The Great Plague Scare of 1720

Author: Cindy Ermus

Publisher: Cambridge University Press

ISBN: 9781108489546

Category: History

Page: 269

View: 701

A transnational history of the 1720 French plague epidemic and its ramifications in port cities across the early modern Atlantic world.
The Politics of Commercial Treaties in the Eighteenth Century

Author: Antonella Alimento

Publisher: Springer

ISBN: 9783319535746

Category: History

Page: 472

View: 306

This book is the first study that analyses bilateral commercial treaties as instruments of peace and trade comparatively and over time. The work focuses on commercial treaties as an index of the challenges of eighteenth-century European politics, shaping a new understanding of these challenges and of how they were confronted at the time in theory and diplomatic practice. From the middle of the seventeenth century to the time of the Napoleonic wars bilateral commercial treaties were concluded not only at the end of large-scale wars accompanying peace settlements, but also independently with the aim to prevent or contain war through controlling the balance of trade between states. Commercial treaties were also understood by major political writers across Europe as practical manifestations of the wider intellectual problem of devising a system of interstate trade in which the principles of reciprocity and equality were combined to produce sustainable peaceful economic development.
Concepts and Contexts of Vattel's Political and Legal Thought

Author: Peter Schröder

Publisher: Cambridge University Press

ISBN: 9781108803953

Category: Law

Page:

View: 983

Swiss-born Emer de Vattel (1714–1767) was one of the last eminent thinkers of natural law. He shaped the later part of early-modern natural jurisprudence. At the time, the subject had become a fashionable academic sub-discipline in both jurisprudence and philosophy. Vattel's considerable impact on statesmen, political thinkers, diplomats and lawyers during his lifetime and after rested primarily on the fact that his The Law of Nations (1758) transformed natural law into the basis of a more comprehensive and practicable theory of interstate relations. His ideas served to promote reform programmes whose comprehensive natures spanned the domains of economic reform, constitutionalism and international diplomacy and foreign trade policy. Vattel's conception centred round the principle that defined all sovereign states as nations composed of societies of free men and profoundly influenced legal and political debates in the eighteenth and nineteenth centuries.
The Battle for International Law

Author: Jochen von Bernstorff

Publisher: Oxford University Press

ISBN: 9780192589484

Category: Law

Page: 464

View: 701

This volume provides the first comprehensive analysis of international legal debates between 1955 and 1975 related to the formal decolonization process. It is during this era, couched between classic European imperialism and a new form of US-led Western hegemony, that fundamental legal debates took place over a new international legal order for a decolonised world. The book argues that this era presents in essence a battle, a battle that was fought out in particular over the premises and principles of international law by diplomats, lawyers, and scholars. In a moment of relative weakness of European powers, 'newly independent states' and international lawyers from the South fundamentally challenged traditional Western perceptions of international legal structures engaging in fundamental controversies over a new international law. The legal outcomes of this battle have shaped the world we live in today. Contributions from a global set of authors cover contemporary debates on concepts central to the time, such as self-determination, sources and concessions, non-intervention, wars of national liberation, multinational corporations, and the law of the sea. They also discuss influential institutions, such as the United Nations, International Court of Justice, and World Bank. The volume also incorporates contemporary regional approaches to international law in the 'decolonization era' and portraits of important scholars from the Global South.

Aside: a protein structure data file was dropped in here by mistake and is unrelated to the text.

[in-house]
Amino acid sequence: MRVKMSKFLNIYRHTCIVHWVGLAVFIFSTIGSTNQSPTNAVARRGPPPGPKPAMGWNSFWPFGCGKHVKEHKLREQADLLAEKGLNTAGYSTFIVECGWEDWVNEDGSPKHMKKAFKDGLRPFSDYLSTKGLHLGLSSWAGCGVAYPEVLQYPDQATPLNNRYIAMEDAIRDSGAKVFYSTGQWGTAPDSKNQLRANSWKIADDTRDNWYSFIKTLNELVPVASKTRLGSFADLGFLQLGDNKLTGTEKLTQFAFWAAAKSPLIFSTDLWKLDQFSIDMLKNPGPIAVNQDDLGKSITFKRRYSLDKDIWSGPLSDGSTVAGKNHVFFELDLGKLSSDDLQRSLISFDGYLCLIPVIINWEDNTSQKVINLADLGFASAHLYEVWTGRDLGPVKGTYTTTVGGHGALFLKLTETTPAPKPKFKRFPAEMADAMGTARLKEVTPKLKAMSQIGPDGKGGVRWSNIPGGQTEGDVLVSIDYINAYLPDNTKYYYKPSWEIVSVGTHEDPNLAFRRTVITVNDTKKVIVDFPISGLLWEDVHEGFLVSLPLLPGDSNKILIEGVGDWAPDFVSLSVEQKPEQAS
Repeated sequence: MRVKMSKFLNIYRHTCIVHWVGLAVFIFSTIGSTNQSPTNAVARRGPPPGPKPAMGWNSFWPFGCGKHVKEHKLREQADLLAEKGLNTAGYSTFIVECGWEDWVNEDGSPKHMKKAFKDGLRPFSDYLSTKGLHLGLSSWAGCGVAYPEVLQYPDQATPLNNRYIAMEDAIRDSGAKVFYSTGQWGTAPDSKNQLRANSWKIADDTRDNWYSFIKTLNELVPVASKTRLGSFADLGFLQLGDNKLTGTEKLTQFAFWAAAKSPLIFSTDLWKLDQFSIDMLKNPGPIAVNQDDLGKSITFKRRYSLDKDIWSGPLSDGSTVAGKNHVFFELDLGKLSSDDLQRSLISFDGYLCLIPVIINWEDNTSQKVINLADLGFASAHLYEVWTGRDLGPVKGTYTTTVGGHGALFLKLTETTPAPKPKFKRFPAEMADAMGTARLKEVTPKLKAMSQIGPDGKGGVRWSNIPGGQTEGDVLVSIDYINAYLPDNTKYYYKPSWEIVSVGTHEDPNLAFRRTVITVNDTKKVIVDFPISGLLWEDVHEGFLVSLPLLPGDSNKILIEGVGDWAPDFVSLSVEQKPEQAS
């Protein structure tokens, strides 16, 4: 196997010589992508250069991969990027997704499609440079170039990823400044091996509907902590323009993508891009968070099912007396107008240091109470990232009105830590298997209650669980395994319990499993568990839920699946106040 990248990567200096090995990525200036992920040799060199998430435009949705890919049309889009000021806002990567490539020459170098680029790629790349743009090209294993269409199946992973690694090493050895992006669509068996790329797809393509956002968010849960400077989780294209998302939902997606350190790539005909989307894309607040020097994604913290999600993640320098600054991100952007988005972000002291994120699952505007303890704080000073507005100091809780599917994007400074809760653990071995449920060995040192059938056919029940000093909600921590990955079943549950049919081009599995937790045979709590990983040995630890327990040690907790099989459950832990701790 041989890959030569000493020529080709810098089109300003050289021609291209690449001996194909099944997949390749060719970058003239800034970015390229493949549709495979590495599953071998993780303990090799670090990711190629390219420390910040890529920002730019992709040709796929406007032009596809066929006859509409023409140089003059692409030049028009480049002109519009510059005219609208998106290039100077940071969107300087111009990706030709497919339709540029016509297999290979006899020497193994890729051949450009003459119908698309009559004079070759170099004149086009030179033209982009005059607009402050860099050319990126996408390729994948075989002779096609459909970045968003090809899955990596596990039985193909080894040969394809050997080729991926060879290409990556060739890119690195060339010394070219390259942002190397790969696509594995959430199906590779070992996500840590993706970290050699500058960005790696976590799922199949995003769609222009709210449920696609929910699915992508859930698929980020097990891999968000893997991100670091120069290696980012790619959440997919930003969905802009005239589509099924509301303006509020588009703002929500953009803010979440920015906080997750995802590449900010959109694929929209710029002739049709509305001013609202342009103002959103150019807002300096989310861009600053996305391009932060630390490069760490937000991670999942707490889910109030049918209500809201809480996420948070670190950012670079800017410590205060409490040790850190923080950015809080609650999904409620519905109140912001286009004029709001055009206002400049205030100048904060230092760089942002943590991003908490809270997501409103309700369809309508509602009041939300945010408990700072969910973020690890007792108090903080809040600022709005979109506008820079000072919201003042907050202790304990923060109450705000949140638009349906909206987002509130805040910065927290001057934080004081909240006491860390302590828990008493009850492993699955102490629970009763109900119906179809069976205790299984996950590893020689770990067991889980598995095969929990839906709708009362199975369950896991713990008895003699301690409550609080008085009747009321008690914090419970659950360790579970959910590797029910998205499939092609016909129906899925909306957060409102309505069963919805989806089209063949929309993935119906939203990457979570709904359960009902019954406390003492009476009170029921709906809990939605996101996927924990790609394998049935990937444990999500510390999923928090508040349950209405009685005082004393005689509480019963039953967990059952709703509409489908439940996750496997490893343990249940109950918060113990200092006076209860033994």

Cameralism and the Enlightenment

Author: Ere Nokkala

Publisher: Routledge

ISBN: 9781000762037

Category: Business & Economics

Page: 368

View: 523

Cameralism and the Enlightenment reassesses the relationship between two key phenomena of European history often disconnected from each other. It builds on recent insights from global history, transnational history and Enlightenment studies to reflect on the dynamic interactions of cameralism, an early modern set of practices and discourses of statecraft prominent in central Europe, with the broader political, intellectual and cultural developments of the Enlightenment world. Through contributions from prominent scholars across the field of Enlightenment studies, the volume analyzes eighteenth-century cameralist authors’ engagements with commerce, colonialism and natural law. Challenging the caricature of cameralism as a German, land-locked version of mercantilism, the volume reframes its importance for scholars of the Enlightenment broadly conceived. This volume goes beyond the typical focus on Britain and France in studies of political economy, widening perspectives about the dissemination of ideas of governance, happiness and reform to focus on multidirectional exchanges across continental Europe and beyond during the eighteenth century. Emphasizing the practice of theory, it proposes the study of the porosity of ideas in their exchange, transmission and mediation between spaces and discourses as a key dimension of cultural and intellectual history.